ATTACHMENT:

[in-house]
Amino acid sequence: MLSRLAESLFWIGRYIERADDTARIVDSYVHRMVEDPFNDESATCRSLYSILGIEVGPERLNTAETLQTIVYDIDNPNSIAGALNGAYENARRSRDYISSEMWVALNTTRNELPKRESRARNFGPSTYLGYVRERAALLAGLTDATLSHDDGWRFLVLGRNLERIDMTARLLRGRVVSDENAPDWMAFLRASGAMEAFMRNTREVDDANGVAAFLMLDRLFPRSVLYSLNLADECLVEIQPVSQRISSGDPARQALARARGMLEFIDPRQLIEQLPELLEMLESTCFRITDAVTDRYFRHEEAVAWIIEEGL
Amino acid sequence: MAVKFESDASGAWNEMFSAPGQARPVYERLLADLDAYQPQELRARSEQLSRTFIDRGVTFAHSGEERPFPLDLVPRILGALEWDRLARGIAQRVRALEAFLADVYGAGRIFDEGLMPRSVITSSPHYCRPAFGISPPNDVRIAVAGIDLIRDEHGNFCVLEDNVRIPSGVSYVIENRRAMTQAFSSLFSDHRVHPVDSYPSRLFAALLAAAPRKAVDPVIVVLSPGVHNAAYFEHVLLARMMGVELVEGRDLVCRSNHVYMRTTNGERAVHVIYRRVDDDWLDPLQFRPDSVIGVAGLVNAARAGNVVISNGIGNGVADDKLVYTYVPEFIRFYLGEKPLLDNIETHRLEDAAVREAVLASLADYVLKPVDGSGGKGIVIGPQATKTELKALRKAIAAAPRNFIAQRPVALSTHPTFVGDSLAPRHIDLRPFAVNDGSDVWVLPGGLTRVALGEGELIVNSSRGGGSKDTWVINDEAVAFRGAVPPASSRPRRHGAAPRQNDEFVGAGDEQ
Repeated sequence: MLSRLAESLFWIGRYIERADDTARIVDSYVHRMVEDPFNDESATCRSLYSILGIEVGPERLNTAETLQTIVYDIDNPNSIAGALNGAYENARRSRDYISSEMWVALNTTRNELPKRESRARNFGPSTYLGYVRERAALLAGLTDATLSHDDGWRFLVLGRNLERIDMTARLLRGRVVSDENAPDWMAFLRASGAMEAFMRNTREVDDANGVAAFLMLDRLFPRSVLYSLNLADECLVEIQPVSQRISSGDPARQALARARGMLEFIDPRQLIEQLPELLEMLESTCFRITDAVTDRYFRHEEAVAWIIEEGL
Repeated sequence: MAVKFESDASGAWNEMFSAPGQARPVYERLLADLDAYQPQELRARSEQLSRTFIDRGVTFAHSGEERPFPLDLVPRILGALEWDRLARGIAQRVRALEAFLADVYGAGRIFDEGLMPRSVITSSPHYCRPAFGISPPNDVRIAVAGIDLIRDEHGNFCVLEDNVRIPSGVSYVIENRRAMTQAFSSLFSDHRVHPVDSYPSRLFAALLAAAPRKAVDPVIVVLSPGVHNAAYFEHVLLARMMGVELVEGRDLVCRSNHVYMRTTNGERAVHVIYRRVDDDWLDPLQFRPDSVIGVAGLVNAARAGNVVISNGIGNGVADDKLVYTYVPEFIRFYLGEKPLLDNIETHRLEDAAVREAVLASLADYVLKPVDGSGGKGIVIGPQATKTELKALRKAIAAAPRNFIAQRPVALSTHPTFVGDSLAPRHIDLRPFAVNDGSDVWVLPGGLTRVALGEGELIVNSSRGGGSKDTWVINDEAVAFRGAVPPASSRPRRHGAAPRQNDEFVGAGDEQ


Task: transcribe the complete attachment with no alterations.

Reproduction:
[in-house]
Amino acid sequence: MLSRLAESLFWIGRYIERADDTARIVDSYVHRMVEDPFNDESATCRSLYSILGIEVGPERLNTAETLQTIVYDIDNPNSIAGALNGAYENARRSRDYISSEMWVALNTTRNELPKRESRARNFGPSTYLGYVRERAALLAGLTDATLSHDDGWRFLVLGRNLERIDMTARLLRGRVVSDENAPDWMAFLRASGAMEAFMRNTREVDDANGVAAFLMLDRLFPRSVLYSLNLADECLVEIQPVSQRISSGDPARQALARARGMLEFIDPRQLIEQLPELLEMLESTCFRITDAVTDRYFRHEEAVAWIIEEGL
Amino acid sequence: MAVKFESDASGAWNEMFSAPGQARPVYERLLADLDAYQPQELRARSEQLSRTFIDRGVTFAHSGEERPFPLDLVPRILGALEWDRLARGIAQRVRALEAFLADVYGAGRIFDEGLMPRSVITSSPHYCRPAFGISPPNDVRIAVAGIDLIRDEHGNFCVLEDNVRIPSGVSYVIENRRAMTQAFSSLFSDHRVHPVDSYPSRLFAALLAAAPRKAVDPVIVVLSPGVHNAAYFEHVLLARMMGVELVEGRDLVCRSNHVYMRTTNGERAVHVIYRRVDDDWLDPLQFRPDSVIGVAGLVNAARAGNVVISNGIGNGVADDKLVYTYVPEFIRFYLGEKPLLDNIETHRLEDAAVREAVLASLADYVLKPVDGSGGKGIVIGPQATKTELKALRKAIAAAPRNFIAQRPVALSTHPTFVGDSLAPRHIDLRPFAVNDGSDVWVLPGGLTRVALGEGELIVNSSRGGGSKDTWVINDEAVAFRGAVPPASSRPRRHGAAPRQNDEFVGAGDEQ
Repeated sequence: MLSRLAESLFWIGRYIERADDTARIVDSYVHRMVEDPFNDESATCRSLYSILGIEVGPERLNTAETLQTIVYDIDNPNSIAGALNGAYENARRSRDYISSEMWVALNTTRNELPKRESRARNFGPSTYLGYVRERAALLAGLTDATLSHDDGWRFLVLGRNLERIDMTARLLRGRVVSDENAPDWMAFLRASGAMEAFMRNTREVDDANGVAAFLMLDRLFPRSVLYSLNLADECLVEIQPVSQRISSGDPARQALARARGMLEFIDPRQLIEQLPELLEMLESTCFRITDAVTDRYFRHEEAVAWIIEEGL
Repeated sequence: MAVKFESDASGAWNEMFSAPGQARPVYERLLADLDAYQPQELRARSEQLSRTFIDRGVTFAHSGEERPFPLDLVPRILGALEWDRLARGIAQRVRALEAFLADVYGAGRIFDEGLMPRSVITSSPHYCRPAFGISPPNDVRIAVAGIDLIRDEHGNFCVLEDNVRIPSGVSYVIENRRAMTQAFSSLFSDHRVHPVDSYPSRLFAALLAAAPRKAVDPVIVVLSPGVHNAAYFEHVLLARMMGVELVEGRDLVCRSNHVYMRTTNGERAVHVIYRRVDDDWLDPLQFRPDSVIGVAGLVNAARAGNVVISNGIGNGVADDKLVYTYVPEFIRFYLGEKPLLDNIETHRLEDAAVREAVLASLADYVLKPVDGSGGKGIVIGPQATKTELKALRKAIAAAPRNFIAQRPVALSTHPTFVGDSLAPRHIDLRPFAVNDGSDVWVLPGGLTRVALGEGELIVNSSRGGGSKDTWVINDEAVAFRGAVPPASSRPRRHGAAPRQNDEFVGAGDEQ